• Bollospheres intersect þe horizon at a circle
• Horocycles are cotangential spheres to þe horizon.
• Circles are represented by interior circles.
• Angles are preserved.
poincate dodecahedron*
Þe quotient modular group formed by a face of a twelftycell {5,3,3}. Þere is a rotational subgroup of order 120 (twe: 1.00), formed by rotating þe dodecahedral face clockwise by 1/10 on each of its faces, as one move þrough þe circle. Under such a rotation, one has for any point, 119 furþer images.
One may use any shape þat contains one of each of þe 120 images for a point, eg a pentagonal tegum formed by five faces of a {3,3,5} fifhundcell.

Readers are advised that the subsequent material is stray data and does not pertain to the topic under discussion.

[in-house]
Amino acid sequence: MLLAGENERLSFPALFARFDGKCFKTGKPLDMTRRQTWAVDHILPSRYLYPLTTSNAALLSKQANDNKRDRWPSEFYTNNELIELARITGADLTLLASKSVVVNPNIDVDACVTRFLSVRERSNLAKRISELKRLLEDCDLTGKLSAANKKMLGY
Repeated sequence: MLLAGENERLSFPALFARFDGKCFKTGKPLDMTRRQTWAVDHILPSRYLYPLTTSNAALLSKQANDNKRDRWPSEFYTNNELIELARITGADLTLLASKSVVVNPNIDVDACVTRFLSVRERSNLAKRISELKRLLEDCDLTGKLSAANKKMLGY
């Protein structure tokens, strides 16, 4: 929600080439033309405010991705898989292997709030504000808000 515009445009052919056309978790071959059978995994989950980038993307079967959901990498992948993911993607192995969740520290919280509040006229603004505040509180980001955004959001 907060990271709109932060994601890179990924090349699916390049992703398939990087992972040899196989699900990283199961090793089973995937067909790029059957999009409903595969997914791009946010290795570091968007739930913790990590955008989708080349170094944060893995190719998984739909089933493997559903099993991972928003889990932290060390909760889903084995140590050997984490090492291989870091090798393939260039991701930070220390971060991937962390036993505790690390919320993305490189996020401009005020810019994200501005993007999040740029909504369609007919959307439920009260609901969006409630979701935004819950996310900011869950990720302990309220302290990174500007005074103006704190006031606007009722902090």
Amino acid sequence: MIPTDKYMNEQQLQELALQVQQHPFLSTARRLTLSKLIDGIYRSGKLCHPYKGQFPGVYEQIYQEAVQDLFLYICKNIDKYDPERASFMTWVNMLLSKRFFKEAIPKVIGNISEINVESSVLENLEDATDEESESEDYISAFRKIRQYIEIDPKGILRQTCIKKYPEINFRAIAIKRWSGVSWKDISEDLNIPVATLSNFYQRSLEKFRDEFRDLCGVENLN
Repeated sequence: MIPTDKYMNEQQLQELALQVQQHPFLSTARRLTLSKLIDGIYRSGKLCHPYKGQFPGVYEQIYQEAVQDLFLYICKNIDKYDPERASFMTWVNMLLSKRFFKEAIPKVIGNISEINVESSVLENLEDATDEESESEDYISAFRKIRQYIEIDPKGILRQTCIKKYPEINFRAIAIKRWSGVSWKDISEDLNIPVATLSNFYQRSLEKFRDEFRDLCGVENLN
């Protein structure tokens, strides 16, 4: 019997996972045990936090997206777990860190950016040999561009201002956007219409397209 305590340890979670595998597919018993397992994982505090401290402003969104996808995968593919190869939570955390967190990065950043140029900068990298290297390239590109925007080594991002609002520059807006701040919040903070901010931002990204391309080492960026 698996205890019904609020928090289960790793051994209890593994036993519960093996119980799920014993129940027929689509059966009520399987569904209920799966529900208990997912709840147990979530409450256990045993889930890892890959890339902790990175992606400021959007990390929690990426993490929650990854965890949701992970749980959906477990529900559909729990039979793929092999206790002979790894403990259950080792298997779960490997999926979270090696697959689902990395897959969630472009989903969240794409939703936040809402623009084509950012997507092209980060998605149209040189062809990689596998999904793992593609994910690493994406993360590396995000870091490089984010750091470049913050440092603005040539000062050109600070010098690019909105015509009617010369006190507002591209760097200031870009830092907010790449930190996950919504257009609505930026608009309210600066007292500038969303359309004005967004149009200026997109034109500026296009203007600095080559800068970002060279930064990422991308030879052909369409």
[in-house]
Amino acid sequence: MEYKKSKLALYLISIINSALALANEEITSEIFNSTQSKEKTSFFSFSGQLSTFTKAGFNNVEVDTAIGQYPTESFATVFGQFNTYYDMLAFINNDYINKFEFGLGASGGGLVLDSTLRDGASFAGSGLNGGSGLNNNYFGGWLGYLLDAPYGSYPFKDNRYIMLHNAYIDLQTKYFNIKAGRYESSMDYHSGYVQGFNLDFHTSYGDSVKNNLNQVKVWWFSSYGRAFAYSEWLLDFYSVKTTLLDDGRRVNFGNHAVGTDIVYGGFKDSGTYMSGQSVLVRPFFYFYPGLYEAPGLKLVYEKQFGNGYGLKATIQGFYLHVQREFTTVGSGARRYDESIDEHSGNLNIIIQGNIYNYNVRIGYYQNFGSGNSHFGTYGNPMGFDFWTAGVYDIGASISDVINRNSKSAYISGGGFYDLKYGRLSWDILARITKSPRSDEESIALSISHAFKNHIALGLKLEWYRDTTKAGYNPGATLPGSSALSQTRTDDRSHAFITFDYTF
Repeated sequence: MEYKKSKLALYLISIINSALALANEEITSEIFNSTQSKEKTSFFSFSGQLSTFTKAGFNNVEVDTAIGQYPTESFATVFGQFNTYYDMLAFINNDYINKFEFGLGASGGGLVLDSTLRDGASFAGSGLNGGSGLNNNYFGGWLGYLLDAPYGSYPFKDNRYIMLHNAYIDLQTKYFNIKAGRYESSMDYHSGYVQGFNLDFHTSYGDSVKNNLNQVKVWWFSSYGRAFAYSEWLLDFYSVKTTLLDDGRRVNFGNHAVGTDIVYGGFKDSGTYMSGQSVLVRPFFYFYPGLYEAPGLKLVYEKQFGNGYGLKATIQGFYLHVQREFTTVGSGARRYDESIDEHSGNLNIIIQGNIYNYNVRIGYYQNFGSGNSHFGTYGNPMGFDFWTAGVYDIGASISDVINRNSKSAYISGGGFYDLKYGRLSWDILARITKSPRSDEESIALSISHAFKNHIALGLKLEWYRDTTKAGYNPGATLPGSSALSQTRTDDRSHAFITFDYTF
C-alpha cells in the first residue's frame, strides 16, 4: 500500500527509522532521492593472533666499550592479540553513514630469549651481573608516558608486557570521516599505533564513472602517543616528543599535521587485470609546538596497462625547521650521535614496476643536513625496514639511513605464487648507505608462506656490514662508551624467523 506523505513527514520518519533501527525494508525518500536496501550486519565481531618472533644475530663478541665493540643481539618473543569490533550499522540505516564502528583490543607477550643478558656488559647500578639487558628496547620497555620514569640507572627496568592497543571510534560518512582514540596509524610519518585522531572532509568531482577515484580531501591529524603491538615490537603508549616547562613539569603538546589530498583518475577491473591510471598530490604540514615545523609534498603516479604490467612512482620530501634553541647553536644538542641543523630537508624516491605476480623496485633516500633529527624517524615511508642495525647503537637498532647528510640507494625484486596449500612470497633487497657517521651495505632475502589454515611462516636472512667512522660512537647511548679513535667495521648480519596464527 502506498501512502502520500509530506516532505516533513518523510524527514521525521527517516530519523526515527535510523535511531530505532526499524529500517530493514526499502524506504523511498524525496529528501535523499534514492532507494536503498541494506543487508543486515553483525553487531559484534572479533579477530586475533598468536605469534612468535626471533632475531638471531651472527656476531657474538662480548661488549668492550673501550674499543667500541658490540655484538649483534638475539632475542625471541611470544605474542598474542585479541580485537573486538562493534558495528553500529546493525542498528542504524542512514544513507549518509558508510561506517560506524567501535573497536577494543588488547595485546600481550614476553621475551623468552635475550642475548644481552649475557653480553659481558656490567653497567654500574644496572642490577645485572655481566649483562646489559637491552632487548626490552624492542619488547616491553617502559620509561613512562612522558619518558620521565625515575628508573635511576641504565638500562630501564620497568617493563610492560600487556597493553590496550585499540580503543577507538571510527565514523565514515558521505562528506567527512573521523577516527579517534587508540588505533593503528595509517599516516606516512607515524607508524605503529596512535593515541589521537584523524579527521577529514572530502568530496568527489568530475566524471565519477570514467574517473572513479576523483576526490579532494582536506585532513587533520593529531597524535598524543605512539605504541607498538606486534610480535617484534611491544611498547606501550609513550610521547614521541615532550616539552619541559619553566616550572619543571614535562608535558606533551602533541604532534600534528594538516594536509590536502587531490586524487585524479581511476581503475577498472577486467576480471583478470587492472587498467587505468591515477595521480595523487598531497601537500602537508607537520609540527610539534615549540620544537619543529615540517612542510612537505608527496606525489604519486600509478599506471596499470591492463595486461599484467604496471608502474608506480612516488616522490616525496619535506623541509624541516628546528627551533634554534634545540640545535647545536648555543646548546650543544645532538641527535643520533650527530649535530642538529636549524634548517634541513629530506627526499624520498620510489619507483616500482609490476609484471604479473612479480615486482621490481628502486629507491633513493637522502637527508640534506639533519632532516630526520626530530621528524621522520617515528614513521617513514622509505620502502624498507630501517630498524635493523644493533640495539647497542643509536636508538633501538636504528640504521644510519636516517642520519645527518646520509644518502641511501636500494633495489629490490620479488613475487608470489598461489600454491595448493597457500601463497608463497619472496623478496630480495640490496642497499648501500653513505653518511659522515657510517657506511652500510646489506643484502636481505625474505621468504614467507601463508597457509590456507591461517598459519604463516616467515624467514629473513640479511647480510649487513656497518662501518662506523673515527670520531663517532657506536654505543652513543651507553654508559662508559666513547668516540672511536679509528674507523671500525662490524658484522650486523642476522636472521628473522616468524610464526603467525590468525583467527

poly*
Many. It is used to refer to a general member of figures marked wiþ a #, eg polygon is a general member of þe series triangle, square, pentagon, hexagon, &c. See also multi- which does not have þe sense of closure.
polycell*
Many cells, wiþ a sense of closure.
Such might differ from a apeirotope in þat it might not cover all space, eg a blend polycell.
Comment: A polychoron
Þe name polycell preserves treating þe surface as a 3D foam on þe surface of a sphere.
Polyhedron *
A solid bounded by polygons. Bounding implies closure, particularly in þe form of containing.
Þe term has migrated a lot because of lack of vocabulary, and þe original sense of þe word is now found in perichoron.
Þe meaning in higher dimensions has been assumed by polytope.
Polytope unit*
Unit equal to þe content of a Euclidean polytope in n dimensions, and of unit element.
polyprism = measure polytope of unit edge
polytegmal = measure of cross polytope of unit dimaeter